It was then that another doctor listening in the hall popped his head in and exclaimed that such treatment was done all the time in his country. The doctor in charge then agreed to try, but said treatment would have to be private pay, as insurance would not cover it. I had offers of help with fundraising, and though I didn’t know the cost, I didn’t see it as an obstacle. The nurse put JeAnnah on the schedule to start HBOT the following Monday. Things were looking up!
The next day I received a call from the hospital. Not only was it going to be private pay, but the cost was $72,000 up front before she could start. The treatments were $2,000 a day, and they knew she would need at least 40. I begged her to let her start, promising to get the money, but the answer was NO.
Feeling devastated, it felt like the hope of her healing–of saving her life–was pulled away from me with that one phone call. I had no money, no equity in the house, old cars . . . where does one get that kind of money and fast? I felt a helplessness that no parent should have to feel. Through a journey of events, by God’s grace, we were able to start her treatments at a regional hospital 10 days later. As far as anyone could tell us at the time, she was the only child treated in a hospital using HBOT for brain damage anywhere in the country.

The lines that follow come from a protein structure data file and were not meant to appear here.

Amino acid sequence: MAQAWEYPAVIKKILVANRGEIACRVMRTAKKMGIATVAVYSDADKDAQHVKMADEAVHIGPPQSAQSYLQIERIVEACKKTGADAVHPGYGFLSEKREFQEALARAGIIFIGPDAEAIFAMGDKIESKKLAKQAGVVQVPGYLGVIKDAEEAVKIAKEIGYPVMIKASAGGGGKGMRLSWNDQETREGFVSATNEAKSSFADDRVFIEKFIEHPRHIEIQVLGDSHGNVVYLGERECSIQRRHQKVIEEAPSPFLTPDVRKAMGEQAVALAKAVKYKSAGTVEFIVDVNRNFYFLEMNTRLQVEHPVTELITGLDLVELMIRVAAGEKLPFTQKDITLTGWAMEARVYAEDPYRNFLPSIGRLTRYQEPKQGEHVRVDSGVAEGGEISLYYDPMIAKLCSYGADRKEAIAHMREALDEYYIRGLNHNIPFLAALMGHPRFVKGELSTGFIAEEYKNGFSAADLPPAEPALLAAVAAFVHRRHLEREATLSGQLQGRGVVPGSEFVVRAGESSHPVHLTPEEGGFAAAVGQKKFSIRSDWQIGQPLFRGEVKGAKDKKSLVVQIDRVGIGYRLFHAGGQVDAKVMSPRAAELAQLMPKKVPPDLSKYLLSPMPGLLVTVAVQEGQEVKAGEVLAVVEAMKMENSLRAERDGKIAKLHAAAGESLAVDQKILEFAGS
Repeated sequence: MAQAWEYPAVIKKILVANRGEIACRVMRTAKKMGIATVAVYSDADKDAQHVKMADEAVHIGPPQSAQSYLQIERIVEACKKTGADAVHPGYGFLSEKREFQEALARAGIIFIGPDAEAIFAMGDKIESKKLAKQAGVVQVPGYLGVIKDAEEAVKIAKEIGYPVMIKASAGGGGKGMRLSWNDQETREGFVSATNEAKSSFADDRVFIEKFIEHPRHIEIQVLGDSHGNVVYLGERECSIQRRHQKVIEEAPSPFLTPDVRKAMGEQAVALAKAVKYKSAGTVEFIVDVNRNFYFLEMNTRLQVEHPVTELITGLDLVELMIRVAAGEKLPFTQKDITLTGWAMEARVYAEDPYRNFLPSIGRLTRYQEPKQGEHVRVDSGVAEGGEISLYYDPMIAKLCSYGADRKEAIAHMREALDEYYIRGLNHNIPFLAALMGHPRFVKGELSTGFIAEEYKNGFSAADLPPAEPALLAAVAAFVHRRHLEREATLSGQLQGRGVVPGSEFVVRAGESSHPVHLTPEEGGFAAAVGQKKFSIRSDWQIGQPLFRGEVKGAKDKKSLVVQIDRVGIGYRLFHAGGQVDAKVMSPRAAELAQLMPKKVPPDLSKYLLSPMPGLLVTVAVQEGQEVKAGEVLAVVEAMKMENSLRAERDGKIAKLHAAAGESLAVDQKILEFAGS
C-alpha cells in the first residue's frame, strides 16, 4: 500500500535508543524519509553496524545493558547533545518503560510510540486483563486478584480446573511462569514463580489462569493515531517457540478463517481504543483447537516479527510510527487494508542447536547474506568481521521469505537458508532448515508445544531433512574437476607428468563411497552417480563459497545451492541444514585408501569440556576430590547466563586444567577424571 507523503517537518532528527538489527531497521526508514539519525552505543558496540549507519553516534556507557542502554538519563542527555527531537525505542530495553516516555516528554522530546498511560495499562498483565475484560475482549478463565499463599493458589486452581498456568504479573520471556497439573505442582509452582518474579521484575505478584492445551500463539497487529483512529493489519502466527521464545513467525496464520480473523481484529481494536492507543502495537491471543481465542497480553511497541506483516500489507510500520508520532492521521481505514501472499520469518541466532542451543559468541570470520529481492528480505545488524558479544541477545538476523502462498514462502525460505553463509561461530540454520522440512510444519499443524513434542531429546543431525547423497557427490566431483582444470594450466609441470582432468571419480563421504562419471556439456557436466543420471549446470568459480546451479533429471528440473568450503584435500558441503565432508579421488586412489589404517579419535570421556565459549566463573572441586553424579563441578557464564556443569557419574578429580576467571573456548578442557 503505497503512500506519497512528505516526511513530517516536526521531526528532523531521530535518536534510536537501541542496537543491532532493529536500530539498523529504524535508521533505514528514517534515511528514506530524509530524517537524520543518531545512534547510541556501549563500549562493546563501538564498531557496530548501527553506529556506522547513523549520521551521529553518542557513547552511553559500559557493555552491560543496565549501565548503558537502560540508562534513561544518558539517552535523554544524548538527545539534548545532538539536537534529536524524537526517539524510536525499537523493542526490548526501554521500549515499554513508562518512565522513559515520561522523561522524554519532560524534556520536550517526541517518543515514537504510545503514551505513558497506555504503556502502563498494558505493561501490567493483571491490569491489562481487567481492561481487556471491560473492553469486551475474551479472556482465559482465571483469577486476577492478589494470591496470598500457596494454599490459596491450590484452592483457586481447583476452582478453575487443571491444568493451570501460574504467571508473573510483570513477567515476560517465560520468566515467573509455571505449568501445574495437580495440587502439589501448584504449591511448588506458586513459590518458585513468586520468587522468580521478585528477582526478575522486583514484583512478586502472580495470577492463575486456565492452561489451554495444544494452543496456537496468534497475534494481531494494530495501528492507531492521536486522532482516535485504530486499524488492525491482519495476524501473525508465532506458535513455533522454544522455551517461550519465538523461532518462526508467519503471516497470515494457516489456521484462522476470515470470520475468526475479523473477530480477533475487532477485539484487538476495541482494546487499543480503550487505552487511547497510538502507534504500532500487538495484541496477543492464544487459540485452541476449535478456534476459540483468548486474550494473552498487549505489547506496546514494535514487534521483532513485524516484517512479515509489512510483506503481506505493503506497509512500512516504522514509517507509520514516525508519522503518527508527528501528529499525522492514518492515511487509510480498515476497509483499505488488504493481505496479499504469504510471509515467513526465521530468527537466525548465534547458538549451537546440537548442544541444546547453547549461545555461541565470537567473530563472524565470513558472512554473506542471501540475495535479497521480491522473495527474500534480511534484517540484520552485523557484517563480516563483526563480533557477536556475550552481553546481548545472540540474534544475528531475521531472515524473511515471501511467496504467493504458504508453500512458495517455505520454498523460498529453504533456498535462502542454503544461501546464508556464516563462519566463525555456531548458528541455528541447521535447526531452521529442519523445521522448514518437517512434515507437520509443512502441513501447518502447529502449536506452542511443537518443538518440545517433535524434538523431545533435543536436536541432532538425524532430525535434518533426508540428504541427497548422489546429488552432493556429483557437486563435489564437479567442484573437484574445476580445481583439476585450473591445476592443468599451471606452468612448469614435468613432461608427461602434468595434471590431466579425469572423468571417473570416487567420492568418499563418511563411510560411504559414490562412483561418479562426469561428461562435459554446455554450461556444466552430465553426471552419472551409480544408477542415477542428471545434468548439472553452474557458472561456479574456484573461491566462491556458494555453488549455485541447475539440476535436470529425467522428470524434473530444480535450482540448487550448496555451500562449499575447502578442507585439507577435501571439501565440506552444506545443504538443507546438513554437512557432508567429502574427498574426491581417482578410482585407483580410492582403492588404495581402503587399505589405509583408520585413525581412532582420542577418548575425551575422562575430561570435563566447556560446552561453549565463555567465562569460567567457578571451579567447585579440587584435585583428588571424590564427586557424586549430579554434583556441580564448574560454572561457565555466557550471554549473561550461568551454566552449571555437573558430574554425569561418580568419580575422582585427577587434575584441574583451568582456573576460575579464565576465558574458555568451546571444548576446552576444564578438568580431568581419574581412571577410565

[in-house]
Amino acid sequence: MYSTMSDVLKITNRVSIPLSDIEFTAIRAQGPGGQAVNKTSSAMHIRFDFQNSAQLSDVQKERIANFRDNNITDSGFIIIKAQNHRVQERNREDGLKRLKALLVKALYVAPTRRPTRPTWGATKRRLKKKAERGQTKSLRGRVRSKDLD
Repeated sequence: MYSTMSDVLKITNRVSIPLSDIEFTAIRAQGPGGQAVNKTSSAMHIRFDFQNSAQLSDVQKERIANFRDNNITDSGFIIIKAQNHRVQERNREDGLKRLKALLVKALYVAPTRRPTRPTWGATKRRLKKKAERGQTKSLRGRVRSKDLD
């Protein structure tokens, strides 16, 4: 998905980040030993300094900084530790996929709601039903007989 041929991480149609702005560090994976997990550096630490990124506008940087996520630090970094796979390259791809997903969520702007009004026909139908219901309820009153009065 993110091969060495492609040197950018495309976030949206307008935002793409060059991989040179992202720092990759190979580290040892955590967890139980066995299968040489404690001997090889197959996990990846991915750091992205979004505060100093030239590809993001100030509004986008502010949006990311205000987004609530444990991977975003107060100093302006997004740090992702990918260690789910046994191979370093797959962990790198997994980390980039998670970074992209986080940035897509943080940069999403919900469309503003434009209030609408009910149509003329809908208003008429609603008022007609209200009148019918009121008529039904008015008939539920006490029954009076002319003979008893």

JeAnnah’s progress was miraculous!
I started to see the fruits of our journey. Prior to starting HBOT, I had multiple therapists evaluate JeAnnah’s functioning level. She was 10 years old at the time, and the test showed her functioning between 11-14 months of age. The goal of treating her was to give her a better quality of life, no matter how short it may be. I never expected her to walk or really recover, but any improvements would be a blessing. Following her first hyperbaric treatment, JeAnnah’s condition improved immensely. She could kneel! Not only was she kneeling, but she was doing a half-kneel while singing the chicken dance and throwing a ball against a trampoline, all of which she was unable to do the day before. After almost three months of hyperbaric therapy, JeAnnah did the inconceivable and danced in the Nutcracker as if nothing had happened to her.